Things must be improving somewhere and to ignore or deny the successes is pretty pointless to me.  If we keep telling the kids that their exams are worthless because they are easy, we will remove all incentives for them to strive for achievement.  It must be totally disheartening for the kids, after spending two years staying in and working hard to achieve their grades, to have all their hard work undermined in one short sentence.  And what about those students who don’t quite get the desired results?  How bad must they feel to be told the exams are easier and they still couldn’t make the grade?  Who is making these claims anyway?  Are they coming from people who are actually qualified to make them or is just a case of petty-mindedness from people who sat A-levels years ago and feel that their achievements are becoming meaningless because now everyone and his dog has one?  I guess for some, stars don’t shine as brightly when they’re surrounded by a million other stars.

I know there are issues with university places.  There are only so many places available and the selection process must be difficult due to the number of candidates applying with the right grades but I hear they’ve introduced a super grade or something.  And in any case, it really shouldn’t all be about getting into university.  A-levels should be valued and worth something in their own right . . . and education should provide more than just academic achievements.   

Anyway, that’s not my issue either.   For sure, there’s still much to improve but should we not give half a thumbs up to the government and perhaps say good but must do better.  And then should we not give the teachers a pat on the back?  And then, most important of all, should we not celebrate our children and say a huge WELL DONE! to them?  Can we now perhaps stop dumbing down our kids and agree instead that some of the policies are actually doing what they are supposed to do.  They are working.  And so are the kids.

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2 responses to this post.

  1. I cannot but congratulate you on the betterment of education in Britain, at least at the level your children are studying, but I wish I could say the same here. The four levels : pre-school, primary, secondary and universitary educations leave much to be desired, mainly secondary, which makes the university harder to understand. And from what I have learned it’s not a question or learning, it seems it is a question of teaching, of negligence on the part of teachers.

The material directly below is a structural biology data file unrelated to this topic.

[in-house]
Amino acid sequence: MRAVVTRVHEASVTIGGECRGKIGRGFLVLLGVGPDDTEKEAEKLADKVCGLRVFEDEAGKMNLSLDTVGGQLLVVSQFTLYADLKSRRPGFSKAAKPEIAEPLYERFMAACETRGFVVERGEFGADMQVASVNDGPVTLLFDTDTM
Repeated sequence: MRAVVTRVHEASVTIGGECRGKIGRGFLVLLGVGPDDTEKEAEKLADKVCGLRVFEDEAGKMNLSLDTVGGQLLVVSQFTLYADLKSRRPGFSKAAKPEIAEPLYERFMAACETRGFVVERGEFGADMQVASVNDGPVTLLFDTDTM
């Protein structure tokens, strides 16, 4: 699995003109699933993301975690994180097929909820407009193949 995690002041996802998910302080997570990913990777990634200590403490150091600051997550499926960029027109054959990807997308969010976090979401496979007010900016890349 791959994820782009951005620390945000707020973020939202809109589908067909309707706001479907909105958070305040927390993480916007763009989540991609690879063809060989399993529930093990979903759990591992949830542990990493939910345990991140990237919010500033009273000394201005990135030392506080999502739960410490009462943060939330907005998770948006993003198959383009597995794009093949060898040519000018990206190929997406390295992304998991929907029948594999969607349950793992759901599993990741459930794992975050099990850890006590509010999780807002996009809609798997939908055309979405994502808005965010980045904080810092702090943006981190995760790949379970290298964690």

For the latter I must say that the teaching systems in Spain have changed so frequently since the transition from the dictatorship, that teachers find themselves unable to cope, they are also wearied and bored from so much banging around, that generally speaking their morale has been lowered to such depths as to make them sheer robots trying to get the best out of life.

    When education be dealt with as it ought to, that is when politics have nothing to do with it and it is the good of learners which is honestly contemplated, then our Education Authorities should leave aside any pretence of changes for the better when it is in fact changes to adapt to the political feelings of those making the changes.

    Honest dedication to our children should be paramount.

    Reply

  2. Well like I said Jose, it’s still not perfect and the system is failing many kids but we must recognise the successes.

    Although the system of inspections and league tables needs to be more balanced and fair towards certain schools, it does keep tabs on the performance of the apathetic teachers.

    Then there are teachers who are dedicated but lack the resources and are working against the odds, and like you said, some become demoralised. These schools need time and support from the government. Threats of closure and naming and shaming is counterproductive.

    Good teachers deserve recognition and they deserve a salary that reflects their hard work and commitment.

    Reply